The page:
Melvin Brees
Farm Management Specialist
University of Missouri Extension




Decisive Marketing

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November 10, 2000

Preparing for the Unexpected

USDA's latest Supply and Demand Report (Thursday, 11-9-00) corn and soybean production estimates were described "about as expected." Actually the production numbers were slightly below average trade estimates. Both U.S. and World new crop corn ending stocks are expected to decrease from earlier estimates and were also slightly below average trade expectations. U.S. '00-01 soybean ending stocks estimate dropped from previous estimates, but was above average trade expectations and World ending stocks showed an increase due to increased South American production estimates.

Since the report was about as expected, early market calls were for slightly higher corn prices and slightly lower bean prices. What really happened? December corn closed down more than two cents and January soybeans were down more than seven cents per bushel--not necessarily what would be "as expected!"

Market expectations are beginning to improve. Just three months ago, the August Supply and Demand Report projected record corn and soybean production and large ending stocks (2.389 billion bu. corn and 465 million bu. soybeans). Now the corn crop is no longer expected to be a record and projected ending stocks have slipped to 1.679 billion bu. of corn and 350 million bu. of soybeans--still large, but a definite improvement. This along with tighter World coarse grain supplies suggests a more optimistic price outlook than in August.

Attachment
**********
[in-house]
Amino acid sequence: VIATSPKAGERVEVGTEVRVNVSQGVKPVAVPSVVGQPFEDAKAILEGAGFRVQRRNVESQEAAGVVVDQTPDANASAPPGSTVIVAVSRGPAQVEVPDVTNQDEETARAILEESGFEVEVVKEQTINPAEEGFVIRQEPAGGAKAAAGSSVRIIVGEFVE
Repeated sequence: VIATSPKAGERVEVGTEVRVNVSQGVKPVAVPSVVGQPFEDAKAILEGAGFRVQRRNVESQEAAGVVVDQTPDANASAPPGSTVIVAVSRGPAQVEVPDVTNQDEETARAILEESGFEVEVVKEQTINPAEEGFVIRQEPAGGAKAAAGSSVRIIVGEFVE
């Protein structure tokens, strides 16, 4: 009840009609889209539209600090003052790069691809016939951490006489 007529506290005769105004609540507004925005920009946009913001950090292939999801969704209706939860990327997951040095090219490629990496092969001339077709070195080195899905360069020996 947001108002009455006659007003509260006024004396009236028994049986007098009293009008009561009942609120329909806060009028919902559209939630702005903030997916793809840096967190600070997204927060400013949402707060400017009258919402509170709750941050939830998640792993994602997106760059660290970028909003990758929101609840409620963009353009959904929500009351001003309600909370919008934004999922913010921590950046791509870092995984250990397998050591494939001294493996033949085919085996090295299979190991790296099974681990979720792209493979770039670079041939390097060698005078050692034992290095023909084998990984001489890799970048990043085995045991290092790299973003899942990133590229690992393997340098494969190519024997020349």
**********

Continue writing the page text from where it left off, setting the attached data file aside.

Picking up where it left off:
Don't get too bullish, there are negative factors too. The USDA numbers still suggest a record soybean crop and next year's South American production estimates are higher in this report. In spite of the reductions, both corn and soybean '00-01 ending stocks are expected to be higher than average for the past ten years. Estimated average prices (corn $1.90, soybeans $4.70) are at or below CCC loan prices. Significantly higher prices aren't "in-the-cards" yet.

It will be easy to be wrong with price expectations and sales targets again this year. The supply and demand situation along with prices will likely continue to change, just like the situation has changed since August. Good weather in South America could produce even larger supplies and lower prices. However, poor weather would do just the opposite and fuel higher prices. When everyone begins to get a handle on South American production, U.S. weather and 2001 corn and soybean crops will begin to influence the markets. Risk and uncertainty continue to rule.

This situation calls for flexible or "What if I'm wrong?" strategies to market remaining corn and soybean supplies. Spreading out sales or using "scale up" pricing methods are possible strategies. Having downside price targets, as well as upside targets, can help avoid holding too long. Using minimum price contracts or put options can protect price on stored grain, if the LDP has already been claimed. Buying a call option to replace cash sales would allow participation in an unexpected price rally. They aren't "perfect," but these are examples of a variety of tools and flexible strategies that are needed to manage the unexpected.--Melvin

University of Missouri ExtensionDecisive Marketing - November 10, 2000 -- Revised: April 20, 2004